We head back to our “office” in the hallway. After a considerable amount of time spent on various user interface stuff, I finally exclaim, “check this out!” I fire up the emulator and show the team the fruits of my labor. The UI responds fluidly. Then, I try the latest feature I added. Crash! Noah and Mitchell literally laugh out loud. I guess my confidence was a little unwarranted. I tweak a line of code, open the app and exclaim, “I’d bet on it this time!” After returning to the same feature, a different crash occurs. I scowl. I finally fix it and lacking the previous confidence, I test it myself. It works.
Our backs start to ache from sitting with awful posture on the bench. We decide to move. Mitchell goes ahead to scout out locations. He comes back with a recon report. We move out. On the way to our new location, we notice that IMO has abandoned their lounge. It’s the perfect place. We setup shop. As dinnertime nears, Noah and Mitchell growl something about being hungry. I tell them that I’ll continue working and watch our stuff if they’ll go and get food. They agree. Around half an hour later, they return, Panda Express in hand. I continue working with a fork in my left fingers and keys in my right. I then merge in some of Noah’s work into master and am astounded at how far our app has come. The user interface is complete. I glance at my watch. 7:42pm. Noah is also astounded at our progress. He makes some comment about finishing around ten and going out after. If only.
I begin work on the next feature: shake mode. I read the Android documentation of the accelerometer. The accelerometer event gives the acceleration in the x, y, and z directions. I pull out my legal pad and start scratching out an algorithm I think should work. After coding it up, I realize that I’ll need to test on an actual device. I enable developer options on my phone and plug it into the computer. The Android Studio console prints a message saying the app is being installed. The app fires up on my phone and my heart starts pounding. My excitement is uncontrollable. It is the first time I see the app actually running on my phone. I call everyone over and we check it out. I then put some print statements in the shake event so I can see what type of acceleration typical shaking might give. I do a little math, and adjust my algorithm’s sensitivity. I then give shake mode its first test. Activation is a little too sporadic for my liking. I increase the sensitivity to my satisfaction. I move on to a key part of the UI: icons. The icons were simply white square placeholders. I opened GIMP and began working on the icons. I complete them just before midnight.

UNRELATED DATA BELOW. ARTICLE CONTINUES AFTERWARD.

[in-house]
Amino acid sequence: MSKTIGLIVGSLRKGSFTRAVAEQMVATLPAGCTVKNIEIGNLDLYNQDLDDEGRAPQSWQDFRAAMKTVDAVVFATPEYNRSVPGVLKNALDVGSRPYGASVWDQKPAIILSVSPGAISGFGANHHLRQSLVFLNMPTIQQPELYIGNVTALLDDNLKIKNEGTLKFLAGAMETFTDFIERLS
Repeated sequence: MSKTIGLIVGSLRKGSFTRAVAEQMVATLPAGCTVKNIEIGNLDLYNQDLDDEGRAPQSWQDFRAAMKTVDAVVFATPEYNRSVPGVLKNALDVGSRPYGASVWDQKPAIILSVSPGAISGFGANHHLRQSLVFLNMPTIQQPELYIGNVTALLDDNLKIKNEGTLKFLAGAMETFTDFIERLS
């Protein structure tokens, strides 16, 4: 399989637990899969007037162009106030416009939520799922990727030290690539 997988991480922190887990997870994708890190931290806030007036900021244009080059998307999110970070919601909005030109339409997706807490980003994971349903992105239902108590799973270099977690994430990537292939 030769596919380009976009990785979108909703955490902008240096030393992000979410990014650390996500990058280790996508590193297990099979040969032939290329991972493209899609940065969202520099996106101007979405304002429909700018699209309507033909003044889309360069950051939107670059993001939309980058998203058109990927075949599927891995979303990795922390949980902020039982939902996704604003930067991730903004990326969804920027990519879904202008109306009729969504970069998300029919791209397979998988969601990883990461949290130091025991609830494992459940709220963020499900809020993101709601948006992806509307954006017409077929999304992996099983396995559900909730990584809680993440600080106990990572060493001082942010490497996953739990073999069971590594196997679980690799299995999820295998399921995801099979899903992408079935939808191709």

A U of I police offer makes his rounds past our workspace. I ask him if he’d like to check out our app. We explain what it does and I then hand him my phone to test out the prototype. He is impressed and thinks it’s a great idea. The officer explains to us how very often in emergency situations, individuals don’t have enough time to call 911. He says our app would be a great thing and could really help a lot of people. He collects our names, phone numbers, and email addresses and promises to forward information of our apps to some of his colleagues. Sure enough, we soon receive an email addressed to some of his colleagues and CC’d to us. I move on to adding the phone call method. Noah is working on background services to prevent things like closing of the app in lock mode. I get calling working and begin testing the app like crazy. We use Noah’s number as our placeholder 911. His call log soon gets to be pretty impressive. Noah continues working on the service while Mitchell and I quickly start trying to improve things that need improving and fix bugs that need patching.
I glance at my watch. Nearly 4:00am. We select a commit that we decide is acceptable for presentation. Mitchell drafts a submission description. Noah and I work on filming a short video to demonstrate the use of the app. Certainly, the app needs a lot of work to be market-ready. Despite that, we decide that it is ready for presentation. We begin filming the video. Take one: the app crashes. We hotfix an overlooked issue. Take two: the app sporadically calls when it shouldn’t. We fix that too. Take three: I mess up my demonstration. Finally around take five or six the video is acceptable. I build a release version of the app and submit our app for the challenge. I submit us for Dropbox’s Most Dropboxy, Yelp’s Best Local Focus, and Goldman Sachs’ Most Unconventional Tech Choices (even though it didn’t really apply that much). I glance at my watch again. The hour hand had just crossed five.